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No water No life: Why vegetation is important for our water supplies

By 22. March 2019October 13th, 2021News Home

Hadassa Moreira writes a blogpost for the BJF about why we must keep the Araguaia River healthy by maintaining riparian vegetation. Hadassa studied biological science in Brazil. She then moved to the Netherlands in 2016 and refined her expertise, completing a Masters in Transnational Ecosystem-Based water management. She is originally from Brasilia but is currently working as a data specialist for IMD- a Dutch company that specializes in wastewater management.

Today is world water day! The theme of this year is Leaving no one behind, meaning that all people worldwide have the right of access to safe, clean water. Healthy river systems play a vital role in making sure that this goal can be met. In this post we seek to explain how the Araguaia Corridor project contributes to keeping the Araguaia River alive and improving its health, thus making sure that many people along the river catchment have access to clean water.

There are many ways in which riparian vegetation influences the conditions of waterbodies. A riparian zone is the place where land and a river or stream meet. Riparian vegetation are the plants and ecosystems that exist along these river margins. In this post we will focus on the impacts of riparian vegetation for water quantity and quality, both locally and regionally.

The vegetation along the river is essential for preserving the balance of processes such as erosion and sedimentation. Erosion and sedimentation are natural processes, but when disturbed, might generate serious problems for the river’s health. High sediment inputs reduce water quality, as the water becomes increasingly turbid. it can also negatively impact water quantity, as sedimentation of river beds decreases the flow capacity of rivers. How does riparian vegetation help? Trees promote bank stabilization, which reduces erosion. Trees also limit the runoff velocity, in turn limiting the amount of sediments that ends up in the river.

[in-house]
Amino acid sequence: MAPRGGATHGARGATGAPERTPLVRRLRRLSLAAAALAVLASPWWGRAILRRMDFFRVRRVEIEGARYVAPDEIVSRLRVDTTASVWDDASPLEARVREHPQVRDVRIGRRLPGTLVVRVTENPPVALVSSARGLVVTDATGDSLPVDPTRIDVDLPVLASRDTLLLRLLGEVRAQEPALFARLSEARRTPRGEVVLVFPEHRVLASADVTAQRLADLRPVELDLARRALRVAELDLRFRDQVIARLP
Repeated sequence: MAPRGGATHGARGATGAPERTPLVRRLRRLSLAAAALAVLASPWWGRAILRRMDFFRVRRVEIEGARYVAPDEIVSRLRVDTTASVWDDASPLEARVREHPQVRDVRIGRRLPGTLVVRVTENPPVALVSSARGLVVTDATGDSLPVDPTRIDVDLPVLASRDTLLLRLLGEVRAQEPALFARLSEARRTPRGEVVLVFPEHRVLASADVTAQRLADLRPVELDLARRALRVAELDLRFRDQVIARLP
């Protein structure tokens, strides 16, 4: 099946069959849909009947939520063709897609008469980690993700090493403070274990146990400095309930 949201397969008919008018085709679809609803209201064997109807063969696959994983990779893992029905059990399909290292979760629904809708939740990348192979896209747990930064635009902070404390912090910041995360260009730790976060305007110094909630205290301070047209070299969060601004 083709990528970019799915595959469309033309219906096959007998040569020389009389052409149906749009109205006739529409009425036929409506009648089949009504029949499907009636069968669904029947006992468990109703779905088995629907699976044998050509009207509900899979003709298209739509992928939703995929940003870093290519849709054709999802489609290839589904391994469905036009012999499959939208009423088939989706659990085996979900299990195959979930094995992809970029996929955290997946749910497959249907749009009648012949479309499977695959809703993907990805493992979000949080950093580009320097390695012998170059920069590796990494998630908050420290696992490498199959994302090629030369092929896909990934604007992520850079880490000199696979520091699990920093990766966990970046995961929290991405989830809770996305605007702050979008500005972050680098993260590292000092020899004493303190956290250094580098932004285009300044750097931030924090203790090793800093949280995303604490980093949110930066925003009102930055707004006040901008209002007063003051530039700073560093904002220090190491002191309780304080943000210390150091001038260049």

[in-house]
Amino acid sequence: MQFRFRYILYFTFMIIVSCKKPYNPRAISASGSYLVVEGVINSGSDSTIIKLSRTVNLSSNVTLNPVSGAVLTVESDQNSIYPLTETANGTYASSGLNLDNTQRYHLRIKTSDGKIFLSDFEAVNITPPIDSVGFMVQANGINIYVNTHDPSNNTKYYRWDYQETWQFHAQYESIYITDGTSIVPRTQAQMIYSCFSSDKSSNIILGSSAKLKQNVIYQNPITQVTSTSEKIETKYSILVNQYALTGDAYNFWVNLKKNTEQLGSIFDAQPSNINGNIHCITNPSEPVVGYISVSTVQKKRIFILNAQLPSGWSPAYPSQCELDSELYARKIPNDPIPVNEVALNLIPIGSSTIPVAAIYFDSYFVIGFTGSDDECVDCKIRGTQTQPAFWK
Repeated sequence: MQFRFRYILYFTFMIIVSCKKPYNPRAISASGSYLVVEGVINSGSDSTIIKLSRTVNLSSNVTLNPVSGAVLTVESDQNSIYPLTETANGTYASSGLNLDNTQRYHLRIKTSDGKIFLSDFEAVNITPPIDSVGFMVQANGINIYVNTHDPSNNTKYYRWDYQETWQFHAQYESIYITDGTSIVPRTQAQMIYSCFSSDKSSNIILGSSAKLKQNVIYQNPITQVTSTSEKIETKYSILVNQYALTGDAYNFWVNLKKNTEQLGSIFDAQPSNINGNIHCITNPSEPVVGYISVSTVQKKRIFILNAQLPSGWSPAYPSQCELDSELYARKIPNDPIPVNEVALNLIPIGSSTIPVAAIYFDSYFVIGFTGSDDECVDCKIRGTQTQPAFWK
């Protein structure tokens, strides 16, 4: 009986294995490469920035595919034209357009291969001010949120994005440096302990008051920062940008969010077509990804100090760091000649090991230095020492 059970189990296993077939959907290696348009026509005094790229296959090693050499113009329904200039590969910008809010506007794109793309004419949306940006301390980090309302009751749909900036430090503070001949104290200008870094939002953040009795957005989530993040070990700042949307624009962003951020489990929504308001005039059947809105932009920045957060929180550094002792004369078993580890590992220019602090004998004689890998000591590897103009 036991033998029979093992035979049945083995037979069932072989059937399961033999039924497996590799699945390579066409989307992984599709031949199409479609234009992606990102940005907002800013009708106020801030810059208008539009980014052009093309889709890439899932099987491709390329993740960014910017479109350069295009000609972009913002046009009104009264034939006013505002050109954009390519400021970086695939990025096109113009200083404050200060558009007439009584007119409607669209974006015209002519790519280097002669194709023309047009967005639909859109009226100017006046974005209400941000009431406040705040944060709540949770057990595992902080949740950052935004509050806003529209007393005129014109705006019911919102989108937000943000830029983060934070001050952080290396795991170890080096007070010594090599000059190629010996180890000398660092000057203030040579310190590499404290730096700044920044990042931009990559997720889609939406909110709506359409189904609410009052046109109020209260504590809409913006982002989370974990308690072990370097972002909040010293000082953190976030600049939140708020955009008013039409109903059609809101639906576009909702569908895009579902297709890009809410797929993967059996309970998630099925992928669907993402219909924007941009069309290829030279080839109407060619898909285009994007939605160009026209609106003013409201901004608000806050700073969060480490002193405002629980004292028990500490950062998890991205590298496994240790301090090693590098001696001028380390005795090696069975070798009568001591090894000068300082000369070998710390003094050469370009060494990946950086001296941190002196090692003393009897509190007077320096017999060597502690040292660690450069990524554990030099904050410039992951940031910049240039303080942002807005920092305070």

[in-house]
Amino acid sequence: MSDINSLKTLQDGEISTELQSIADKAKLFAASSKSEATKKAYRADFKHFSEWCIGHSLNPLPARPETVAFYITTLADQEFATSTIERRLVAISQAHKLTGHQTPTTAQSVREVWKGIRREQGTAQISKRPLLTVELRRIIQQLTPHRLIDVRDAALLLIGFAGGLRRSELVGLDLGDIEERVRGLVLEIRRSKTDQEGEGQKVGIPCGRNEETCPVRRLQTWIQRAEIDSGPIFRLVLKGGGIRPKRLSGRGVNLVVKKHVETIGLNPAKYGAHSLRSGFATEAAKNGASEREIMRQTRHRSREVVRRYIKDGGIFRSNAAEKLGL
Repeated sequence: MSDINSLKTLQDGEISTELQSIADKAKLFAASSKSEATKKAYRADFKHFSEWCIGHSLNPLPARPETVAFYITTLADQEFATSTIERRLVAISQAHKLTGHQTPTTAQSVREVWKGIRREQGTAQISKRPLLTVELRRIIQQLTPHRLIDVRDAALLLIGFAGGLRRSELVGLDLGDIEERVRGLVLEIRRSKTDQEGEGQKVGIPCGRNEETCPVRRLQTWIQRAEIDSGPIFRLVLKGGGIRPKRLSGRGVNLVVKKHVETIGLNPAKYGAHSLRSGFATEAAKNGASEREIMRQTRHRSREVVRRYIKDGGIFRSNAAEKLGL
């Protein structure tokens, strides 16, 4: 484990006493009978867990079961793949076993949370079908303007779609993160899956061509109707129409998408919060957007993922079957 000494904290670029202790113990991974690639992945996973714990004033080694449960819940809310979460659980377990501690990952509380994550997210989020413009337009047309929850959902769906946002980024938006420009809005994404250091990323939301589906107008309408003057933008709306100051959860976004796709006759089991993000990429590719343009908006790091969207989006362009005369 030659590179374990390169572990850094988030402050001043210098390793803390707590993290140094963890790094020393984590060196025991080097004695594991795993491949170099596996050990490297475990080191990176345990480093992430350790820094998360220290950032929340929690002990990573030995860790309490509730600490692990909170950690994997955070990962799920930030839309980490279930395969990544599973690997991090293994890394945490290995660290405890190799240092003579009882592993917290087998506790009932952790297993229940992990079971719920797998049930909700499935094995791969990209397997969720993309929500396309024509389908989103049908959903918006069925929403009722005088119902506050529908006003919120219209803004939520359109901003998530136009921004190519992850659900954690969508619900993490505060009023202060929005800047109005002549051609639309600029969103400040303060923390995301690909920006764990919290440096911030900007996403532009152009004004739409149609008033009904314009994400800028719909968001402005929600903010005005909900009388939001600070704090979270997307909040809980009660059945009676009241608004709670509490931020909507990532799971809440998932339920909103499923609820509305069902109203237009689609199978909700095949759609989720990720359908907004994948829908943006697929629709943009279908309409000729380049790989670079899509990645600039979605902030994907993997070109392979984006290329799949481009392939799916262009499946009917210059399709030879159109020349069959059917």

Another way in which riparian vegetation influences water quality and quantity is through infiltration and retention. Trees increase the water infiltration in the soil, increasing groundwater recharge and water retention for longer periods of time. These two processes maintain water available in the soil, which is necessary for microorganisms, other plants and animals. Water infiltration and retention are therefore of great importance for the ecosystem, as well as for the maintenance of local agriculture and livestock rearing.

Last but not least, riparian vegetation does not only have positive impacts locally but also on a regional scale! Through the processes of evaporation and transpiration, trees release water into the atmosphere. At a later stage in the water cycle, the water masses condensate as rain. Some of this rain will fall in the river catchment and some of it will fall in other regions! This contribution of vegetation in the water cycle is of great importance for human populations in Brazil, especially considering the water scarcity that many cities of Brazil have suffered in last years.

In conclusion, the impacts of projects such as the reforestation along the Araguaia River is linked to the idea of leaving no one behind as riparian vegetation contributes to healthy rivers systems and promotes rain events in other regions, ensuring water, food and livelihood for people along the river but also for people who live far from the river catchment. By supporting the Araguaia River (eco)system we keep the water flowing for many people!